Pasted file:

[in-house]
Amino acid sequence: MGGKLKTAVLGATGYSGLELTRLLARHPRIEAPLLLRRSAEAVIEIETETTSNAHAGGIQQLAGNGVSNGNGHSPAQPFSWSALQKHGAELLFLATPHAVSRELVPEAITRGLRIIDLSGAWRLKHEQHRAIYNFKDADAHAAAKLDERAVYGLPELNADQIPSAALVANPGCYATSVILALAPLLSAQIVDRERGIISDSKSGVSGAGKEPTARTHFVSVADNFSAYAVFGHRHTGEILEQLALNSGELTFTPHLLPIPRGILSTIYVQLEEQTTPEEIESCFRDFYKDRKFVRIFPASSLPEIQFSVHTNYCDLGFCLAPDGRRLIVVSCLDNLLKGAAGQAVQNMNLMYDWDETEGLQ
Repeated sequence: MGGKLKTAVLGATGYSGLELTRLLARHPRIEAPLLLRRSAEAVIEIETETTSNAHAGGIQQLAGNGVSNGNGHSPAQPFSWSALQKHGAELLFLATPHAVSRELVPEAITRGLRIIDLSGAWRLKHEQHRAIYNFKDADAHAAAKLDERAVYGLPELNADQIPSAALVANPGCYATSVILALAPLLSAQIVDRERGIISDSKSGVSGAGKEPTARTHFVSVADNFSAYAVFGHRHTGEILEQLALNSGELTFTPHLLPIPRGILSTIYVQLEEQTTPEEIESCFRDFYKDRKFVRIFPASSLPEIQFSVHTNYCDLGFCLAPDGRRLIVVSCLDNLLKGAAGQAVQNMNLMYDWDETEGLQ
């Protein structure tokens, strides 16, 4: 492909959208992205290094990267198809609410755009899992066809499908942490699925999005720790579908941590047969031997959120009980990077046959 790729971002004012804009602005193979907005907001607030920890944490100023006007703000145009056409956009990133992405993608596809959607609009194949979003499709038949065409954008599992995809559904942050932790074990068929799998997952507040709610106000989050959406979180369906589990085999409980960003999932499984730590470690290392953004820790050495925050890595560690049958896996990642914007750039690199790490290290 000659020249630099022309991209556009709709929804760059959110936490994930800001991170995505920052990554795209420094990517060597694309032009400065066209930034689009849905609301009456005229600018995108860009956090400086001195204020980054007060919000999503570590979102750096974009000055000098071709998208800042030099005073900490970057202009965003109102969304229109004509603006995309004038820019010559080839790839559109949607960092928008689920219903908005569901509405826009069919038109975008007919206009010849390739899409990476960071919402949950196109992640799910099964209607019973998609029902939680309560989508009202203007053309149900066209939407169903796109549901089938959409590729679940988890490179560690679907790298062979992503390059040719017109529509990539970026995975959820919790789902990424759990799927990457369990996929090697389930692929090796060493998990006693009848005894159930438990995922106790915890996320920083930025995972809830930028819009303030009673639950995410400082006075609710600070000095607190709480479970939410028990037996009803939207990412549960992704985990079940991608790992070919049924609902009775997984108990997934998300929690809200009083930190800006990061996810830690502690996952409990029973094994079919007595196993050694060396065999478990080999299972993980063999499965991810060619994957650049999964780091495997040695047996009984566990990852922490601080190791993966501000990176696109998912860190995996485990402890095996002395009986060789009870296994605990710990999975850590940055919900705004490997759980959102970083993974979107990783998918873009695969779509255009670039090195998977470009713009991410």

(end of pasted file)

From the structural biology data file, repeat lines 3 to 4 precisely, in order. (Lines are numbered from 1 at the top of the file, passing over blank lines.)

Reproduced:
Repeated sequence: MGGKLKTAVLGATGYSGLELTRLLARHPRIEAPLLLRRSAEAVIEIETETTSNAHAGGIQQLAGNGVSNGNGHSPAQPFSWSALQKHGAELLFLATPHAVSRELVPEAITRGLRIIDLSGAWRLKHEQHRAIYNFKDADAHAAAKLDERAVYGLPELNADQIPSAALVANPGCYATSVILALAPLLSAQIVDRERGIISDSKSGVSGAGKEPTARTHFVSVADNFSAYAVFGHRHTGEILEQLALNSGELTFTPHLLPIPRGILSTIYVQLEEQTTPEEIESCFRDFYKDRKFVRIFPASSLPEIQFSVHTNYCDLGFCLAPDGRRLIVVSCLDNLLKGAAGQAVQNMNLMYDWDETEGLQ
């Protein structure tokens, strides 16, 4: 492909959208992205290094990267198809609410755009899992066809499908942490699925999005720790579908941590047969031997959120009980990077046959 790729971002004012804009602005193979907005907001607030920890944490100023006007703000145009056409956009990133992405993608596809959607609009194949979003499709038949065409954008599992995809559904942050932790074990068929799998997952507040709610106000989050959406979180369906589990085999409980960003999932499984730590470690290392953004820790050495925050890595560690049958896996990642914007750039690199790490290290 000659020249630099022309991209556009709709929804760059959110936490994930800001991170995505920052990554795209420094990517060597694309032009400065066209930034689009849905609301009456005229600018995108860009956090400086001195204020980054007060919000999503570590979102750096974009000055000098071709998208800042030099005073900490970057202009965003109102969304229109004509603006995309004038820019010559080839790839559109949607960092928008689920219903908005569901509405826009069919038109975008007919206009010849390739899409990476960071919402949950196109992640799910099964209607019973998609029902939680309560989508009202203007053309149900066209939407169903796109549901089938959409590729679940988890490179560690679907790298062979992503390059040719017109529509990539970026995975959820919790789902990424759990799927990457369990996929090697389930692929090796060493998990006693009848005894159930438990995922106790915890996320920083930025995972809830930028819009303030009673639950995410400082006075609710600070000095607190709480479970939410028990037996009803939207990412549960992704985990079940991608790992070919049924609902009775997984108990997934998300929690809200009083930190800006990061996810830690502690996952409990029973094994079919007595196993050694060396065999478990080999299972993980063999499965991810060619994957650049999964780091495997040695047996009984566990990852922490601080190791993966501000990176696109998912860190995996485990402890095996002395009986060789009870296994605990710990999975850590940055919900705004490997759980959102970083993974979107990783998918873009695969779509255009670039090195998977470009713009991410």